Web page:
William (Bill) Michener, Professor and Director of e-Science Initiatives for University Libraries, University of New Mexico, is the DataONE Principal Investigator.
Ecological Informatics is an evolving discipline that takes into account the data intensive nature of ecology, the valuable information content of ecological data, and the need to communicate results and inform decisions, including those related to research, conservation and resource management. I review major events in the development of ecological informatics, and then examine the state-of-the-art, and identify emerging trends. An historical look at the field reveals that many milestone events over the past six decades have enabled ecologists to address “big” research and research digital data challenges. These milestones can be categorized among: (1) funding of major research and associated infrastructure initiatives; (2) new information technology initiatives; (3) sociocultural organization initiatives; and (4) policy implementation. Furthermore, some of the milestones are motivated by factors intrinsic to the biodiversity and ecological sciences (e.g., need for specific data standards), whereas others are motivated by extrinsic factors (e.g. legislation, publisher mandates for data availability).
The current scope of ecological informatics focuses on novel concepts and techniques for ecological monitoring, data management, data analysis, synthesis and forecasting. Ecological monitoring relies still on classical field sampling, metagenomics, taxonomic classification and ad hoc laboratory experiments. However, novel sensor-based technology has revolutionised our capacity to not only increase data frequency but more importantly data quality as best exemplified by recent developments in bioacoustics, thermal imaging, phenology imagery, metagenomics and remote sensing. Data management takes into account the growing quantity and quality of ecological data by means of appropriate ontologies, structured metadata, and scientific workflows to facilitate archiving, access, querying, and sharing of data. Data analysis unravels the complexity of ecological data e.g. by multivariate statistics, self-organising maps, wavelets and population distribution models. Synthesis and forecasting of distinct nonlinear ecological data requires powerful inferential models by machine learning, as well as process-based and hybrid models.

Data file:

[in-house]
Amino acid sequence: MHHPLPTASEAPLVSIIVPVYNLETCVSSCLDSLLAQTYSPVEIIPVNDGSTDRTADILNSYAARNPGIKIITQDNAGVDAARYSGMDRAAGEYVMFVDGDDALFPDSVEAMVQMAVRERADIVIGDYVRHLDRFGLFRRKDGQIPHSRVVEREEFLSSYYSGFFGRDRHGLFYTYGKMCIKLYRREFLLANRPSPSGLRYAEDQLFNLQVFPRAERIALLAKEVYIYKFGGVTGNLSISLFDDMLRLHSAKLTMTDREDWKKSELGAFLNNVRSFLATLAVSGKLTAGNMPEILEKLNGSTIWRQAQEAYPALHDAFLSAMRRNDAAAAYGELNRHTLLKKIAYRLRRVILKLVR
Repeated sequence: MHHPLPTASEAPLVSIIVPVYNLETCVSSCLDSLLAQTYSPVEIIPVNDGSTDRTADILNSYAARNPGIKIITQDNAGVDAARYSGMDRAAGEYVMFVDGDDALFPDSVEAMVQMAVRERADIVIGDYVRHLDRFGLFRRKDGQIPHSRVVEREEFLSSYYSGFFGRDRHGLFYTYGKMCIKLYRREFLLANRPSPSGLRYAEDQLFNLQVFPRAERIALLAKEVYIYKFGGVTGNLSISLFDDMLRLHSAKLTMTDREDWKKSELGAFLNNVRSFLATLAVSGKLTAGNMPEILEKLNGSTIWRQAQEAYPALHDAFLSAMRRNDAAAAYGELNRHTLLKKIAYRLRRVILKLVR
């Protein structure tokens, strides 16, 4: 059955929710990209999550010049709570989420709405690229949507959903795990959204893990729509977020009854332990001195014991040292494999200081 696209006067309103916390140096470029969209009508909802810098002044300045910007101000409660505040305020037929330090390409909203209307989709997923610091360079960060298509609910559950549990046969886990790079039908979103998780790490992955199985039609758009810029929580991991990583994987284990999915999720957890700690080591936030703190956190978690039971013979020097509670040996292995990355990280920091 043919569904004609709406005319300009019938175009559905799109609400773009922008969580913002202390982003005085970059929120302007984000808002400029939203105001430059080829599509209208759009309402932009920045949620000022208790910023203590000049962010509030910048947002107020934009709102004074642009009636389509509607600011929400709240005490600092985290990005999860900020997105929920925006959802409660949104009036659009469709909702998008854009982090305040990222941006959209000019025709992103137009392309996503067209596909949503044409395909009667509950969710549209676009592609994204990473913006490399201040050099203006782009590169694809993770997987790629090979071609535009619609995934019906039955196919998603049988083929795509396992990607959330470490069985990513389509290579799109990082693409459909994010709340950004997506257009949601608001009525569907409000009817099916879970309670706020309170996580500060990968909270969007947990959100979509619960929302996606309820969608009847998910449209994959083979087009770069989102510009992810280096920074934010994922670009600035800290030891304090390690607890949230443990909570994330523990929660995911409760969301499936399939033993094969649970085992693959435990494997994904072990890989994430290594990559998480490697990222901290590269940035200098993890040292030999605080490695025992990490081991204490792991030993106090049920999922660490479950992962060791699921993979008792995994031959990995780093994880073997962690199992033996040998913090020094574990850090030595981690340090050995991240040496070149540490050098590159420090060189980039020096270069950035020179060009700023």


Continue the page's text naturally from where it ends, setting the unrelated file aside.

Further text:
The talk concludes with a review of emerging trends affecting ecological informatics. These trends include increased adoption of in situ sensors, the funding of ecological observatories, and the recognition of the need to access and interpret high quality data to understand and mitigate grand environmental challenges.